Shuhao


On Fri, Mar 2, 2012 at 9:51 AM, Jared Morrow <[hidden email]> wrote:
Andrey,

First off, you are indeed sending two emails to the Riak Users list each time you email, not just one, so I think gmail is doing the right thing the first time.

Second, I'm sure Shuhao would love some pull requests to help with Riakkit since you seem to have a lot of ideas to make it better.

-Jared


On Mar 2, 2012, at 6:39 AM, Andrey V. Martyanov wrote:

Also, I think we can add RoR-like migrations on top of that with automatic schema versioning and all the stuff.

Best regards,
Andrey Martyanov

On Fri, Mar 2, 2012 at 6:22 PM, Andrey V. Martyanov <[hidden email]> wrote:
I'm sorry for the repost, but my gmail client by default sends an email to a specific subscriber, not to riak-users.


Hi Shuhao,

I don't have enough time to write my own implementation and to see how it works in practice. But I share my thoughts about that.
It's possible to save the current API, it's common now and used in SQLAlchemy and Django ORM. But underlying implementation I see a bit different. The simple workflow:
1. Define the models with specific fields and properties;
2. Generate the JSON Schema [1] based on these fields;
3. Create an instances of our models;
4. Validate against the schema;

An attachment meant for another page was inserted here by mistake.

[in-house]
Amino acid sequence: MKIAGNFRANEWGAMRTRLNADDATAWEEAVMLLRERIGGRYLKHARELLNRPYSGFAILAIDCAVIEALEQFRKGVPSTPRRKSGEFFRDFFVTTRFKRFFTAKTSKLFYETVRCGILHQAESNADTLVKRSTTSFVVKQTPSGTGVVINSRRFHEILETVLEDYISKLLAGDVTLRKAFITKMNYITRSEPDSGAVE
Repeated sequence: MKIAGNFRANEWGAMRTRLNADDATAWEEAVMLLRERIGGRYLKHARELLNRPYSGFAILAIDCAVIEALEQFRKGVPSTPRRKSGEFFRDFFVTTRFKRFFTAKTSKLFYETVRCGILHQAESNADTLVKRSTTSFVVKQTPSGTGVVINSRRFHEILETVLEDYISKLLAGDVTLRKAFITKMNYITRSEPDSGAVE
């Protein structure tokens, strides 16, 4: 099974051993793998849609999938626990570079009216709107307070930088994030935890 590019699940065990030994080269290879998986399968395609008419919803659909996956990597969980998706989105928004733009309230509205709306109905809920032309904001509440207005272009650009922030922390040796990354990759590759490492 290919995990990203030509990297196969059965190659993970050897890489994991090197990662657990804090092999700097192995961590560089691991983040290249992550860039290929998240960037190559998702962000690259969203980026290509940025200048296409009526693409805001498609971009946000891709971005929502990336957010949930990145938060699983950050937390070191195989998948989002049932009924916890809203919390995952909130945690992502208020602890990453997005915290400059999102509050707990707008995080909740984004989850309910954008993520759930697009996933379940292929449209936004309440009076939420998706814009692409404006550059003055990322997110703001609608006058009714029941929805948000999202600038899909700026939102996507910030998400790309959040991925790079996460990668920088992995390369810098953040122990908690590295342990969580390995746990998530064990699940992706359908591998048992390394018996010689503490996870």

5. Generate the optimal sequence of actions we need to do to store the data, based on the meta information of our models;
6. Store the data, resolve the conflicts if occur.

Also it should be possible to deserialize the JSON objects into python objects.


Best regards,
Andrey Martyanov

On Fri, Mar 2, 2012 at 6:17 PM, Andrey V. Martyanov <[hidden email]> wrote:
Hi Shuhao,

I don't have enough time to write my own implementation and to see how it works in practice. But I share my thoughts about that.
It's possible to save the current API, it's common now and used in SQLAlchemy and Django ORM. But underlying implementation I see a bit different. The simple workflow:
1. Define the models with specific fields and properties;
2. Generate the JSON Schema [1] based on these fields;
3. Create an instances of our models;
4. Validate against the schema;
5. Generate the optimal sequence of actions we need to do to store the data, based on the meta information of our models;
6. Store the data, resolve the conflicts if occur.

Also it should be possible to deserialize the JSON objects into python objects.


Best regards,
Andrey Martyanov


On Fri, Mar 2, 2012 at 5:47 PM, Shuhao Wu <[hidden email]> wrote:

Yeah. You're looking at something like dictshield. As riakkit is more a RAD tool in its current state. You bring in an excellent point, nonetheless, which gave me some intuition and ideas about the next step.

Cheers,
Shuhao
Sent from my phone.

On Mar 1, 2012 11:41 PM, "Andrey V. Martyanov" <[hidden email]> wrote: